The Death of Expertise

The Death of Expertise

The Campaign Against Established Knowledge and Why It Matters

Book - 2017
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People are now exposed to more information than ever before, provided both by technology and by increasing access to every level of education. These societal gains, however, have also helped fuel a surge in narcissistic and misguided intellectual egalitarianism that has crippled informed debates on any number of issues. Today, everyone knows everything: with only a quick trip through WebMD or Wikipedia, average citizens believe themselves to be on an equal intellectual footing with doctors and diplomats. All voices, even the most ridiculous, demand to be taken with equal seriousness, and any claim to the contrary is dismissed as undemocratic elitism.

As Tom Nichols shows in The Death of Expertise, this rejection of experts has occurred for many reasons, including the openness of the internet, the emergence of a customer satisfaction model in higher education, and the transformation of the news industry into a 24-hour entertainment machine. Paradoxically, the increasingly democratic dissemination of information, rather than producing an educated public, has instead created an army of ill-informed and angry citizens who denounce intellectual achievement.

Nichols has deeper concerns than the current rejection of expertise and learning, noting that when ordinary citizens believe that no one knows more than anyone else, democratic institutions themselves are in danger of falling either to populism or to technocracy-or in the worst case, a combination of both. The Death of Expertise is not only an exploration of a dangerous phenomenon but also a warning about the stability and survival of modern democracy in the Information Age.
Publisher: New York, NY : Oxford University Press, [2017]
Copyright Date: ©2017
ISBN: 9780190469412
Branch Call Number: 303.4833 NIC
Characteristics: xv, 252 pages


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Dec 24, 2017

In The Death of Expertise, Nichols, focussing on the US, explores the tension between the elitism of educated experts and the belief that anyone's opinion on any subject is as good as everyone else's. He emphasizes that democracy isn't about every person knowing as much as every other person, and how those who've devoted their lives to a particular topic, whether international relations or auto mechanics, usually have more valuable opinions than those who have dabbled in the subject or only read a book or two, let alone an internet headline. (If you don't believe this, next time you have trouble with your car, open the hood and see what your neighbours have to say, then compare their diagnoses with those of the "expert" mechanic who actually fixes your car.) Nichols doesn't spare the experts and illustrates how and why they get things wrong, even criticizing himself, saying that because he's an expert on one subject, it doesn't mean that he's worth consulting on other topics, though he's had to discipline himself not to comment on things he knows little about.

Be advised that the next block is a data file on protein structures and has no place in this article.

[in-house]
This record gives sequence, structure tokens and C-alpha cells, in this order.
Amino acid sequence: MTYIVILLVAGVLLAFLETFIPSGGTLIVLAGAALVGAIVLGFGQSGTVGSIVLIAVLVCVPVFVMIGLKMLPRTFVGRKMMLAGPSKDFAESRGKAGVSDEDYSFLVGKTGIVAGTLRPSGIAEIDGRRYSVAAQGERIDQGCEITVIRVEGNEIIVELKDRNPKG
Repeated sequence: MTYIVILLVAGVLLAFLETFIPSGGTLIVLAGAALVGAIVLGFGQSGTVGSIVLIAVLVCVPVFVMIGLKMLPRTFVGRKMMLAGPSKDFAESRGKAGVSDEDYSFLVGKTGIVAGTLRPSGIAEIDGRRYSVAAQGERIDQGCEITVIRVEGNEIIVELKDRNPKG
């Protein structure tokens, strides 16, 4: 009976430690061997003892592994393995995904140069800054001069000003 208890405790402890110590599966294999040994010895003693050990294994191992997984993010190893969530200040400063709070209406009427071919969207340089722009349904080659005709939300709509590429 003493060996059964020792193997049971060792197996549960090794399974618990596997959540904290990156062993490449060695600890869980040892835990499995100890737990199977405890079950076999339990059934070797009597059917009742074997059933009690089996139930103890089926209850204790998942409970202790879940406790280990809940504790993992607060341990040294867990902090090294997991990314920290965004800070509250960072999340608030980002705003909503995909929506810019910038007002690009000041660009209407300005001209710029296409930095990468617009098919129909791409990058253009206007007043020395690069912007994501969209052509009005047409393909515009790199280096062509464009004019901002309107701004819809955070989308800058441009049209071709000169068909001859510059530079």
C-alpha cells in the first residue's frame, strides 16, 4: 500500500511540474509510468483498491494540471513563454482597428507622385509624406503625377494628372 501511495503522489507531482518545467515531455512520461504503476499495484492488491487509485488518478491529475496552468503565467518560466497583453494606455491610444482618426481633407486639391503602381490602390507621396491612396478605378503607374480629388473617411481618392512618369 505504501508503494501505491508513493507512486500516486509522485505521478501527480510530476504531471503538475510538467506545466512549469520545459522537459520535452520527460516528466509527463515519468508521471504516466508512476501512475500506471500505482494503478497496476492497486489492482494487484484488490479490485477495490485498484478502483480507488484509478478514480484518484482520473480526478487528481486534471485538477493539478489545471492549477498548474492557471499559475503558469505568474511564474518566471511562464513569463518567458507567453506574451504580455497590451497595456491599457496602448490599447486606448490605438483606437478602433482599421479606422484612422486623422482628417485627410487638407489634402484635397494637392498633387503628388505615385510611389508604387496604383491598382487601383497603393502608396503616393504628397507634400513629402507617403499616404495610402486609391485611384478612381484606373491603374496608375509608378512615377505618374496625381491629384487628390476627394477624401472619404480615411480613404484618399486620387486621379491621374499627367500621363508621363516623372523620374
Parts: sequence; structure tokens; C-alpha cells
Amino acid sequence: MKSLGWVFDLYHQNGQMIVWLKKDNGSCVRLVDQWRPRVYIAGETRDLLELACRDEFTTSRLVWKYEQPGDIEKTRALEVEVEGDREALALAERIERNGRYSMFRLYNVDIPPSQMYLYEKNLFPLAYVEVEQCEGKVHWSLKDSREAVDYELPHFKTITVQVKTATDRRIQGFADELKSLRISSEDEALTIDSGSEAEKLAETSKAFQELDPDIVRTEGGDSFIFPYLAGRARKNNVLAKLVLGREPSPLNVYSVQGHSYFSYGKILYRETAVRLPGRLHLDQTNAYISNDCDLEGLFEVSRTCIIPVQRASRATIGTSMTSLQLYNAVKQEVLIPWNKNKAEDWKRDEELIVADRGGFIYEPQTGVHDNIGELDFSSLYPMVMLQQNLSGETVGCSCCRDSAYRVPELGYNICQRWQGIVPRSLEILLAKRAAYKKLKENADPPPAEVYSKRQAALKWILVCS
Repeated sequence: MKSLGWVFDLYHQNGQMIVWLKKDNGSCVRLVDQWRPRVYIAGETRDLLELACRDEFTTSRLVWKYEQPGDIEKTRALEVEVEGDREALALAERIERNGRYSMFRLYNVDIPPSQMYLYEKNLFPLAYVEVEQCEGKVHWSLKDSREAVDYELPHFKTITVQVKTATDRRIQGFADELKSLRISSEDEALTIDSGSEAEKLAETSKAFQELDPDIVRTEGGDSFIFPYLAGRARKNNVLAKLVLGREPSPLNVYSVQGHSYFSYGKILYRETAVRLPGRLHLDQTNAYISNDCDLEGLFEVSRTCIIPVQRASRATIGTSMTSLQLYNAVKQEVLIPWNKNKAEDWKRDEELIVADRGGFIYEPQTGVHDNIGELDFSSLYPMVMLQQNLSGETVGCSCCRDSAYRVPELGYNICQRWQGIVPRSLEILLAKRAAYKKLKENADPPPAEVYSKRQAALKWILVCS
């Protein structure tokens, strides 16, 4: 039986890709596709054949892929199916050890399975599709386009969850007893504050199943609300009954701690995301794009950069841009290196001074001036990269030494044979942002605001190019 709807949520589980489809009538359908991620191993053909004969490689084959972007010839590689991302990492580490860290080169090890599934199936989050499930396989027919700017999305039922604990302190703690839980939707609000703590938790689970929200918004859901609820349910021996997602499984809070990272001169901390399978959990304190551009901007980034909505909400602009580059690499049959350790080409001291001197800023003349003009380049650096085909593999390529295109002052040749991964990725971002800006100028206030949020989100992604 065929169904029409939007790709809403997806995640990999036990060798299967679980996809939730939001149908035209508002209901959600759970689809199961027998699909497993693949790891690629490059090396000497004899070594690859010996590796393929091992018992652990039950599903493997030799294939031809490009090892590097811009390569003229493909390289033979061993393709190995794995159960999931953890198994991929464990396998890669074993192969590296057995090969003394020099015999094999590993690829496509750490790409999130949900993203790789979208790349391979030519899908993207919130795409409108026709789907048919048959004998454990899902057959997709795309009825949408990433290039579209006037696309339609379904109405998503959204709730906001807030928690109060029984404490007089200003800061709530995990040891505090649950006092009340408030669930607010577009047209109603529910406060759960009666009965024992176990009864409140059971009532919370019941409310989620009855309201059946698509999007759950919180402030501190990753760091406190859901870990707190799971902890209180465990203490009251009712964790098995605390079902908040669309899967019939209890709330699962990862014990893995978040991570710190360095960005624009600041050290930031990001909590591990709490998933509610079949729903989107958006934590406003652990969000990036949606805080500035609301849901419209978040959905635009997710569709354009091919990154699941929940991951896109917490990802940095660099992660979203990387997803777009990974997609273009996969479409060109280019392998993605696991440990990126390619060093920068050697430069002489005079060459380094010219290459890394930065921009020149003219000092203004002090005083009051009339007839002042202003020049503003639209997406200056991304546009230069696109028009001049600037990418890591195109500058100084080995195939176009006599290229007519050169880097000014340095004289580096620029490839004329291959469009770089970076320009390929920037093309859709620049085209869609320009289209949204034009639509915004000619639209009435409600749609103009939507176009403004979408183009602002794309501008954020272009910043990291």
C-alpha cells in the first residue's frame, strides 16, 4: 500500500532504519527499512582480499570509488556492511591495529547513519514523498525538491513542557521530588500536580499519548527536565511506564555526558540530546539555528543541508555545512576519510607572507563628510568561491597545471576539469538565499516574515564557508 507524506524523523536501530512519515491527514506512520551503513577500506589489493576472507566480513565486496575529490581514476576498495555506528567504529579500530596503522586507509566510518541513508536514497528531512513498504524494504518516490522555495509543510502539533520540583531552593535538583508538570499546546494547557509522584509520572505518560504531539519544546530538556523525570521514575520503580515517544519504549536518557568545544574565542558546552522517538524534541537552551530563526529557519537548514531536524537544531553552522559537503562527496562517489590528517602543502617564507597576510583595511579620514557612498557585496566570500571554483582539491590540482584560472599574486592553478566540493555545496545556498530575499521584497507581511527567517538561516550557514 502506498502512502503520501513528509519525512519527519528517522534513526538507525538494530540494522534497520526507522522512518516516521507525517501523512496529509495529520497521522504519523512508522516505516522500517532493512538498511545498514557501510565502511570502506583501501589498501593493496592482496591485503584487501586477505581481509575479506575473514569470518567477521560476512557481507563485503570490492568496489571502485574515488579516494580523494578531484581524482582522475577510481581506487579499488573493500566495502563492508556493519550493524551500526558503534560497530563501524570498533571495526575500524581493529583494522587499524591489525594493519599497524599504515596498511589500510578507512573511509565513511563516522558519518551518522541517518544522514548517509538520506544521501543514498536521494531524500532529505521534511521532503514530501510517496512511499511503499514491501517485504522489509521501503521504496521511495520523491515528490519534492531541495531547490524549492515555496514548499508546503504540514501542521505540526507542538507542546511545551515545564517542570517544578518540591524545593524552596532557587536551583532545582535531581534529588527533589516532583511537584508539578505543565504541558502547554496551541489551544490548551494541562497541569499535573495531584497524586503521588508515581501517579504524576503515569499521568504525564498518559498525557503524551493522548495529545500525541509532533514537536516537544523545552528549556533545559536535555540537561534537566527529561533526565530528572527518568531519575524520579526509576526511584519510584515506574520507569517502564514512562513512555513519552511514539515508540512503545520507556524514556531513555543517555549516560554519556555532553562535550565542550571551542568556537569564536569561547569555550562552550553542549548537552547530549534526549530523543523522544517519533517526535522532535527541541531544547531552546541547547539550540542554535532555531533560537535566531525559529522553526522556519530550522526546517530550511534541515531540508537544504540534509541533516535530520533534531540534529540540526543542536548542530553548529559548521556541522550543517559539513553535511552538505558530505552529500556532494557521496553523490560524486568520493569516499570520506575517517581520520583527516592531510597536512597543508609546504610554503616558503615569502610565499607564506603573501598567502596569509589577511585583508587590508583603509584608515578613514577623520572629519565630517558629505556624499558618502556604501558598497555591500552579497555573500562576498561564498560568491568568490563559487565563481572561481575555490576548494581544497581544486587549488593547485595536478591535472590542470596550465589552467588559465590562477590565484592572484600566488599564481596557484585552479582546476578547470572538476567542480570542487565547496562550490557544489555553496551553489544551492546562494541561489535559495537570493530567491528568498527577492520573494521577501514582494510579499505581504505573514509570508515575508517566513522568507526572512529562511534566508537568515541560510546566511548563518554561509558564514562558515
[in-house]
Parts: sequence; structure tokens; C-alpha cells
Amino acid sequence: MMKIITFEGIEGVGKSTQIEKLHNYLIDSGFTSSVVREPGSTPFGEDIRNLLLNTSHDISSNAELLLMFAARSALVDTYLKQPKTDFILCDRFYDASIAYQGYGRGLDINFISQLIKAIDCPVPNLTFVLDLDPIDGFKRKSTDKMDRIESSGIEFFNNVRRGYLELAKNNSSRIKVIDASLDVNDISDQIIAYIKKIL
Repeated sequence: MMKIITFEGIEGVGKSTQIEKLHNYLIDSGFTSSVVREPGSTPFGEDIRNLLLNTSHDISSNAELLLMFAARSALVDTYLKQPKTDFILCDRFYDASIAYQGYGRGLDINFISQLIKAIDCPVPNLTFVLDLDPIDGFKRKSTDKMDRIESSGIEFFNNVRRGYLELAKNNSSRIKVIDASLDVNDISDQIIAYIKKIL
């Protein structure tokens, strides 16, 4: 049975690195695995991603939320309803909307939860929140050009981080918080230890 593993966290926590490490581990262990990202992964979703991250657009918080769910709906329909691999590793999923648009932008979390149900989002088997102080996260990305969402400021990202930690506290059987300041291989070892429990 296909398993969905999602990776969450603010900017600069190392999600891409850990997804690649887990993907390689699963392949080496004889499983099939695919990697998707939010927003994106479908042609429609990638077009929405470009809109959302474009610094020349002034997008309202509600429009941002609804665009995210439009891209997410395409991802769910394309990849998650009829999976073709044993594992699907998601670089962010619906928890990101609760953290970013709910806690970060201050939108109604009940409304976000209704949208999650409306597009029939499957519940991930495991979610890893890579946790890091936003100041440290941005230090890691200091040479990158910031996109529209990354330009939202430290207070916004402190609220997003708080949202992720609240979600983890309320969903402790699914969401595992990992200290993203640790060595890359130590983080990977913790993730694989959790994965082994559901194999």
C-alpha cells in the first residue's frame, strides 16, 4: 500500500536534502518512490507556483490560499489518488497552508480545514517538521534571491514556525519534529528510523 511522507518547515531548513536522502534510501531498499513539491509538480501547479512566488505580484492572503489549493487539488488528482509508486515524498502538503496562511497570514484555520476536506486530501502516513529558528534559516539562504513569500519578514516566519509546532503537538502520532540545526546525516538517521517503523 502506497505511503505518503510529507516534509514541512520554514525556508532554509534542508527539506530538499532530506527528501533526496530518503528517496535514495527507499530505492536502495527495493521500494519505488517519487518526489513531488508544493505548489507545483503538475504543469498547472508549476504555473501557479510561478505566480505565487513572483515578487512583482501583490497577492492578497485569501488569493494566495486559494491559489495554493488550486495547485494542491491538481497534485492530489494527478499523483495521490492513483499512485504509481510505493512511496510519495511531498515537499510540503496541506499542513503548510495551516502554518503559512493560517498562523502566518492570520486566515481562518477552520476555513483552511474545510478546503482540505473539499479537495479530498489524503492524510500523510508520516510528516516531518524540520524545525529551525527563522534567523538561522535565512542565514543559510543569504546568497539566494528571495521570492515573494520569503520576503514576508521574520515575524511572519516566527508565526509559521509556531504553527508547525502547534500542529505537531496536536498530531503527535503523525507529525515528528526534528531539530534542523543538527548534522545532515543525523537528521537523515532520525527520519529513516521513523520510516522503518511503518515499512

The Death of Expertise has its flaws, for instance, Nichols more or less tells us that the old establishment universities in the US produce people with most academic expertise, a highly questionable notion. Furthermore, he doesn't ignore but downplays the role of experts in getting his country into such murderous fiascoes as the Vietnam War. Still, the ignorant and uninformed, who believe in Satanic conspiracies for instance, have a worse record. I fear that Nichols will be mainly "preaching to the choir", those who agree with him to start with. Still, I think most readers, whether their area of expertise is academic, manual, or something else, should be able to see themselves in The Death of Expertise and learn something about why and when they should listen to others.

Sep 06, 2017

An excellent book. A must read for anyone trying to get to the psychology behind this phenomenon. More than once, even (hence thrilled its available here).

SME (subject matter expert) lays out complex issues in simple terms why in 2017 the generic average US citizen would complain online such a book, about such a subject, is "Self serving and boring." or would internally characterize a narrative voice heavily steeped in logic and reason as "academic" or "whine[ing]".

Aug 30, 2017

Self serving and boring. An academic gets to whine.

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